As a child I used to love watching the fishermen of Filey untangling their nets so as to be ready for the next day’s catch.
I fear, however, that this may not prove such an attractive pastime for the networks’ managers as they try to untangle the implications of a recent court ruling on who carries liabilities for their advisers. While not commenting on the facts of any particular case, it appears that the judiciary have taken the view that the principal carries the responsibility for the appointed representatives’ (AR) actions.
This should not be a surprise to anyone, as that was the basic principle behind a network when I created the concept over 30 years ago.
The success of networks was such that within just 10 years of the start of regulation in 1988, some 80 per cent of advisers were operating in networks. Recently, this has fallen back dramatically as many more firms now have the confidence, ability and support, to enable them to operate under direct regulation.
The best estimate today is that only about half of advisers remain in networks.
Two things have undermined the network as a viable business model.
Firstly, during the pensions review it seemed as if the principles of common law and natural justice were consigned to the dustbin.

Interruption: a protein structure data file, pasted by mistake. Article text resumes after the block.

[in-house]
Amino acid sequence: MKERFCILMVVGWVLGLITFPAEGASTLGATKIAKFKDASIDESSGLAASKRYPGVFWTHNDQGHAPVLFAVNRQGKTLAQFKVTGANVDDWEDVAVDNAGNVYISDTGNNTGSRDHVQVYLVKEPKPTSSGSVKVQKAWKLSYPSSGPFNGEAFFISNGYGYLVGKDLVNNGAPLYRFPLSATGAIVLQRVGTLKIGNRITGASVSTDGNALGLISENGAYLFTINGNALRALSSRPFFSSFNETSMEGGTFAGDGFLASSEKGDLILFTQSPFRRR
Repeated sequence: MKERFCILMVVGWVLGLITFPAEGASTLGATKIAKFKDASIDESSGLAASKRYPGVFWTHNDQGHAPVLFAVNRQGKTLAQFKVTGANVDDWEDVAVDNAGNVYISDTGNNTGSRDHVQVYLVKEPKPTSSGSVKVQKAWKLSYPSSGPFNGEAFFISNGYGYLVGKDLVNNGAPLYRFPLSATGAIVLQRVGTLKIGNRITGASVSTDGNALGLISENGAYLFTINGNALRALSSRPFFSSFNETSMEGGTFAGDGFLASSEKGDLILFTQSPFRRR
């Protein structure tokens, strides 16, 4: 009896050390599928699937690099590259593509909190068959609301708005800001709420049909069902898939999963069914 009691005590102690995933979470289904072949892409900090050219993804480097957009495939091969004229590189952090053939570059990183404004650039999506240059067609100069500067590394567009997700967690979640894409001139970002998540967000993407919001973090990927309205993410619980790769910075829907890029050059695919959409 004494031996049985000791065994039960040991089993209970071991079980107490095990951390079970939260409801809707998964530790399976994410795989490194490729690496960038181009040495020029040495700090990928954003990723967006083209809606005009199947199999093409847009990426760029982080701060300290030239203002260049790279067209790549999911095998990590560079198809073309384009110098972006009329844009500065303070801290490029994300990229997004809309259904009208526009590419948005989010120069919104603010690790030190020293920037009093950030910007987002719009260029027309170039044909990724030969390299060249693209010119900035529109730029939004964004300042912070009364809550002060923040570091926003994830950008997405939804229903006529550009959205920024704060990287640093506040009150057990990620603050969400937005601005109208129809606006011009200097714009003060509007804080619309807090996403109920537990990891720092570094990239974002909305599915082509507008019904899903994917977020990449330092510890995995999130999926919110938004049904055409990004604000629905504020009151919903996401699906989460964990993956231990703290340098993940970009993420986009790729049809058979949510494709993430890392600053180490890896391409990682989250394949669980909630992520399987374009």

Secondly, the ethics of a minority of advisers left much to be desired, creating the potential for almost limitless claims to fall on the network.
To counteract this, networks began carefully constructing their contracts so as to transfer the liability for any claims back onto the AR.
It seems to me that the recent judgement appears to put that liability squarely back on to the network as principal. The challenge facing networks is whether their business model remains viable.
If they accept their position as principal, they are at risk of claims. Equally, if they seek to pass them back to the AR, why would any adviser who is confident of their business practices not choose to be directly regulated so that they can build their practice in the way that they wish?
It is a situation that may well take quite a bit of untangling in coming years, and could prove to be one that many advisers will not want to stand around and watch.
Ken Davy is chairman of SimplyBiz Group